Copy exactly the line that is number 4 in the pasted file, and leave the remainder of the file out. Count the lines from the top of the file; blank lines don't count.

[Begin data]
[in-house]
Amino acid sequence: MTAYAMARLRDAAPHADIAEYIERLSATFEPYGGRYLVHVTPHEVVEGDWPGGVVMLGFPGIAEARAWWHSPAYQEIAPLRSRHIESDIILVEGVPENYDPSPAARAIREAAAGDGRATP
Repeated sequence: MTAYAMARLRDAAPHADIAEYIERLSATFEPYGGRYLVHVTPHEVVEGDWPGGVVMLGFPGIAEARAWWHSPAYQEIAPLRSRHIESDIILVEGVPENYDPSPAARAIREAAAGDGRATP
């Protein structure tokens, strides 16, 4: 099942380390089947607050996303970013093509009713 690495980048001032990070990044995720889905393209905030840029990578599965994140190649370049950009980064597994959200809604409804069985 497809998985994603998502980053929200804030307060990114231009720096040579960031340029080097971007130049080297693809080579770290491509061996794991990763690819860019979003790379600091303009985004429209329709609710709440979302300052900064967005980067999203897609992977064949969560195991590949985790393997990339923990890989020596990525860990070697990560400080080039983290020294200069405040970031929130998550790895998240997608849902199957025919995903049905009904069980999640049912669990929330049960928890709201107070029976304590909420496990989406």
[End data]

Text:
């Protein structure tokens, strides 16, 4: 099942380390089947607050996303970013093509009713 690495980048001032990070990044995720889905393209905030840029990578599965994140190649370049950009980064597994959200809604409804069985 497809998985994603998502980053929200804030307060990114231009720096040579960031340029080097971007130049080297693809080579770290491509061996794991990763690819860019979003790379600091303009985004429209329709609710709440979302300052900064967005980067999203897609992977064949969560195991590949985790393997990339923990890989020596990525860990070697990560400080080039983290020294200069405040970031929130998550790895998240997608849902199957025919995903049905009904069980999640049912669990929330049960928890709201107070029976304590909420496990989406």